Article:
Family heirlooms – this doesn't have to be a christening gown or expensive jewellery. It can be a jumper, rug, hat, anything that gave you pleasure as you created it and can be passed down the line. I wrote in an earlier post about a jacket I made for my first daughter. It is now waiting to be worn by her youngest son, making him the 7th person in 20 years to wear it.

Dressing the kids – When my brood were at school I made most of their school uniforms and a fair stack of play clothes as well. I found this a great money saver, as I would buy material when it was on sale, then store it away for making into jumpers and pants. Leftovers made little outfits for my son who was then only a baby, and my twin girls even had outfits for their dollies! My eldest girl didn't usually benefit from the doll's hard to make an outfit to suit a doll whose head has been ripped off! This girl now has 3 children of her own. The 2 girls love dollies and adore pink – revenge is sweet!

Anyway, I digress. My kids and grandkids now line up to receive hats, bags, scarves, jumpers, whatever takes my fancy at the time. I do believe my sewing days are mostly over though, due to lack of space, lack of enthusiasm and lack of time due to the crocheting and knitting! I do use the machine for sewing linings for my bags, but to be honest, I only set the machine up for the first time in...well...nearly 10 years? Wow...

Following fashion on the cheap– I love the way you can re-create many fashion items with yarn. I was watching an episode of Sex and the City where Carrie was wearing a knitted (or crocheted, can't quite remember, but I'm pretty sure it was pink lol) newsboy cap. That was the start of my newsboy obsession. I have done extensive research courtesy of Google and found quite a few patterns that I love. Here are a couple of my favourites -

Mimi's Warm Cap with Brim

South Bay Crochet Beret with Brim

I also browse Etsy most days searching for inspiration.

(I haven't been blogging for long so forgive me if I should have used a different technique for linking to these pages....I'm an IT person during the day so I'm sure I'll figure it out!)

I am currently working on several hats and adapting the patterns for local yarns. I have talked about this a little in an earlier post, but will be going into some more detail and adding a few of my own designs as I develop them.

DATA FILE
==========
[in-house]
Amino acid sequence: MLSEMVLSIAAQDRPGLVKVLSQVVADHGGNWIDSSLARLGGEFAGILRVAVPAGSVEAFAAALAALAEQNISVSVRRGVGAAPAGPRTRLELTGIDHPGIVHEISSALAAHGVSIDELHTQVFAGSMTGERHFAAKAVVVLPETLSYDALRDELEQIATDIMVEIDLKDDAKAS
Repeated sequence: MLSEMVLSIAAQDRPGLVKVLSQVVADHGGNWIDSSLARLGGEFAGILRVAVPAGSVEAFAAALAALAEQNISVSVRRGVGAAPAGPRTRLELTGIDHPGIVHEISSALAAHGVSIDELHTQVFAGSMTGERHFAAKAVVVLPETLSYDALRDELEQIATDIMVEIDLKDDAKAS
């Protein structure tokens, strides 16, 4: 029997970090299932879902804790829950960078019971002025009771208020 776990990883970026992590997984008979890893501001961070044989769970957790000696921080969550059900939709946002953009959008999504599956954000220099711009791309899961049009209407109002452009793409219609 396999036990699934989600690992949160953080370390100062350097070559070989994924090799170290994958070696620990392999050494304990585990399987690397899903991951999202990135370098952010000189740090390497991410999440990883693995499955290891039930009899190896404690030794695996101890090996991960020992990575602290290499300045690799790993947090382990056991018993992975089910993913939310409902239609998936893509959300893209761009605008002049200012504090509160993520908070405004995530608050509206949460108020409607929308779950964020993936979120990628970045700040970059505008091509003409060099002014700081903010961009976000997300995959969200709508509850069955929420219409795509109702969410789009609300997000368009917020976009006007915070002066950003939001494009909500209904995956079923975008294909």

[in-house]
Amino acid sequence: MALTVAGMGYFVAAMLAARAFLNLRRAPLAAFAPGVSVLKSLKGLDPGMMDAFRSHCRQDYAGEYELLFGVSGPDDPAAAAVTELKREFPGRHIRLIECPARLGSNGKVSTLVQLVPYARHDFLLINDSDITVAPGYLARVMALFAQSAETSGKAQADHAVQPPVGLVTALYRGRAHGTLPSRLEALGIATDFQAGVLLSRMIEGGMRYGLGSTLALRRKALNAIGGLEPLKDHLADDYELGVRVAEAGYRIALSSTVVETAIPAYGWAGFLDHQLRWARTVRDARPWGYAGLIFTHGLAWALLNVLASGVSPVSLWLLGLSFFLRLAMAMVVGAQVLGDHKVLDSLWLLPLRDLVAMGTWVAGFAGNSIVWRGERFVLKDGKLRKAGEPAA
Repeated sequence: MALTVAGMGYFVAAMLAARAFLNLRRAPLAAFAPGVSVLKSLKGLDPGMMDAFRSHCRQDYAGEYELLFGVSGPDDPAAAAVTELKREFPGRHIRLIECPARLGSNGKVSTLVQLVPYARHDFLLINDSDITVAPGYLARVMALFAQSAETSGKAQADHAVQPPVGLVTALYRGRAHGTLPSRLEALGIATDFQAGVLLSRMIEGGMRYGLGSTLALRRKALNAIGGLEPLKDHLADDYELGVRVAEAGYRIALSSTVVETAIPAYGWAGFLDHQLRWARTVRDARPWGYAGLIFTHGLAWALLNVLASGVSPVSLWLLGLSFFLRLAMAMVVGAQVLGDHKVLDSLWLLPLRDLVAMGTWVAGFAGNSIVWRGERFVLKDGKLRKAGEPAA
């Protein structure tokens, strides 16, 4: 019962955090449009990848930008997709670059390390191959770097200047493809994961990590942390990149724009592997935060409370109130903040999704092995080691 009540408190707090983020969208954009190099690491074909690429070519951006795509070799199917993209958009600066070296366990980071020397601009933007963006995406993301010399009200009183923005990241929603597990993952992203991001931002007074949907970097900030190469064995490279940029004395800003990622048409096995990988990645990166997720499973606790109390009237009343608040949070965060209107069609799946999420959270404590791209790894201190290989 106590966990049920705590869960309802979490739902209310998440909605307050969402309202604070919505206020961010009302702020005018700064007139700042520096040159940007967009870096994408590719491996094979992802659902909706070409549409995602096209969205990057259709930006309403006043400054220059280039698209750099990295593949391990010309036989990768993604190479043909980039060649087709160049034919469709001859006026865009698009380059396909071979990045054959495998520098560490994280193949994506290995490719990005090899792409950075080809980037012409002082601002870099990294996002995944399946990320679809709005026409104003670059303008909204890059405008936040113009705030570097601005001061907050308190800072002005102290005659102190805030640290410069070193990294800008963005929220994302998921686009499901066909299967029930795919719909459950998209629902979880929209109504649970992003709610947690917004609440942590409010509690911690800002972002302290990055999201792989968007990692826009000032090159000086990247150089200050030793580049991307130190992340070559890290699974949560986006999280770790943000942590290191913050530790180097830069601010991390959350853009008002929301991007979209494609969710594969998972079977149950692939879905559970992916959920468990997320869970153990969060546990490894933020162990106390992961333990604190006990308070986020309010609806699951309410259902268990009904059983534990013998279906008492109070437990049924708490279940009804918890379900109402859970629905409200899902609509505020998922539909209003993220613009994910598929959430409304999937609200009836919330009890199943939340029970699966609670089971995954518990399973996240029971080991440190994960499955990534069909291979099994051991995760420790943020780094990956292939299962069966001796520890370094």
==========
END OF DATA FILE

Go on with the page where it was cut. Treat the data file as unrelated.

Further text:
There are a million other reasons to support handcrafters, too many for me to go into here. I'm not for one minute suggesting that the handmade revolution will take over the corporate world or drive large stores out of business. The best thing for me is when someone admires something that I'm wearing and I can tell them “It's one of my own creations!”

Saturday, February 21, 2009

Market Bag

It wasn't until I piled up all of my recent projects that I realised just how busy I'd been! I've amassed a large number of hats and quite a few bags as well. I will show them here and try to link to any sites where I found the patterns. For now here is the way I made my first market bag.

Market Bag

I made this one up myself, based on various similar patterns. I just started with 90 chain (I think), double crochet (single crochet if you are American) across the chain then back across the chain again using the other half of the loop about 8 times to make the bag base.

I then did a 4 chain 1 treble (DC) miss 3 dc (SC) all round, then continued with 4ch 1tr (DC) in each chain loop until the bag was as long as I wanted.

The next step was to dc (SC) 3 in each loop then 1 in the tr (DC) all round, continuing until I was happy with the finished height. Last step was to find the middle of the bag, pick up and dc (SC) 10 stitches, carry on until strap was as long as I wanted, then run a line of dc(SC) around handle and top of bag. Pretty easy really!

The yarn I used is a ribbony, slightly shiny one. It was from Lincraft and was in one of those cheap multi-packs of 5 balls for $5.00. Because I'm not sure what the composition is, I will be hand-washing only.
If you want to have a go at making one yourself, add a comment and I will supply the pattern in a more accurate way.

Wednesday, February 18, 2009

What is the fascination with crochet?

It's relaxing, therapeutic, more fun than housework, a cool way to express myself, I could go on...but I won't!

I learned to crochet when I was about 10 or 11. I already knew how to knit. I've done both ever since, although I think I've knitted more until recently. I took crochet up again after a few years break when I was looking at something to do that was quick and portable. I take the bus to work so a crochet hook is easier to manage than knitting needles, although I use circulars more now which makes bus knitting much easier.